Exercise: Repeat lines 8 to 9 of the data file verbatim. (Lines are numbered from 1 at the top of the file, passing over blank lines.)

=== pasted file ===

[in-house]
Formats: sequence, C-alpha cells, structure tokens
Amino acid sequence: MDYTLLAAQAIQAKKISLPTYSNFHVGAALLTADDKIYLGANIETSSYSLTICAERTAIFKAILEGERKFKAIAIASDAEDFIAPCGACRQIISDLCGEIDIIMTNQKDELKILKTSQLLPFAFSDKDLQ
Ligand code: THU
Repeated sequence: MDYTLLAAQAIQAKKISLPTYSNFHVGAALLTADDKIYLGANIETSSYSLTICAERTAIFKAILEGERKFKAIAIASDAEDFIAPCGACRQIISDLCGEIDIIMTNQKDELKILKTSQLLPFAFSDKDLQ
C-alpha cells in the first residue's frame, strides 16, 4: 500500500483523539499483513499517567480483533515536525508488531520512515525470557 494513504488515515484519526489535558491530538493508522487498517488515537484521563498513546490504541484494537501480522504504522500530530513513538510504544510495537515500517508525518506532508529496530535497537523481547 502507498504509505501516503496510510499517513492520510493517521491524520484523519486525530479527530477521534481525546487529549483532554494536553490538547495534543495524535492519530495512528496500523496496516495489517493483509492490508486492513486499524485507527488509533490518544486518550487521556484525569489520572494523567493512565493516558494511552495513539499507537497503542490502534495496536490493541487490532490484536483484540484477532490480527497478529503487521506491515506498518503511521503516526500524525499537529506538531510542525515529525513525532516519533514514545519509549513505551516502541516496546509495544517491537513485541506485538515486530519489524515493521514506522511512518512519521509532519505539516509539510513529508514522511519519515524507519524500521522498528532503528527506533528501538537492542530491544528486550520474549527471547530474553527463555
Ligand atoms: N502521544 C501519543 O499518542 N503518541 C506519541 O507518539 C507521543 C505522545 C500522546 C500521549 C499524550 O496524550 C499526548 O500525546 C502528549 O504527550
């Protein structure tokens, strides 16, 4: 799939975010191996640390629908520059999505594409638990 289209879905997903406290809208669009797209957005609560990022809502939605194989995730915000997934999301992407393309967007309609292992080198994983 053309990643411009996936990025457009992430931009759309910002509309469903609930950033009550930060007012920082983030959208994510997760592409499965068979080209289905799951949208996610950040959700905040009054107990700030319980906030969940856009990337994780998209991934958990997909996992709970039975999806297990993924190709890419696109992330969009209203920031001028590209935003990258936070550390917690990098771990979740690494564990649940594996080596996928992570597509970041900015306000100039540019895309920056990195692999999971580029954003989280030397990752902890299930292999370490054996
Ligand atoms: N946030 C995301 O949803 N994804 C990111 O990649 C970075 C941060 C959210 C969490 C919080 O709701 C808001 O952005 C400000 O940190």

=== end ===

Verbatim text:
């Protein structure tokens, strides 16, 4: 799939975010191996640390629908520059999505594409638990 289209879905997903406290809208669009797209957005609560990022809502939605194989995730915000997934999301992407393309967007309609292992080198994983 053309990643411009996936990025457009992430931009759309910002509309469903609930950033009550930060007012920082983030959208994510997760592409499965068979080209289905799951949208996610950040959700905040009054107990700030319980906030969940856009990337994780998209991934958990997909996992709970039975999806297990993924190709890419696109992330969009209203920031001028590209935003990258936070550390917690990098771990979740690494564990649940594996080596996928992570597509970041900015306000100039540019895309920056990195692999999971580029954003989280030397990752902890299930292999370490054996
Ligand atoms: N946030 C995301 O949803 N994804 C990111 O990649 C970075 C941060 C959210 C969490 C919080 O709701 C808001 O952005 C400000 O940190």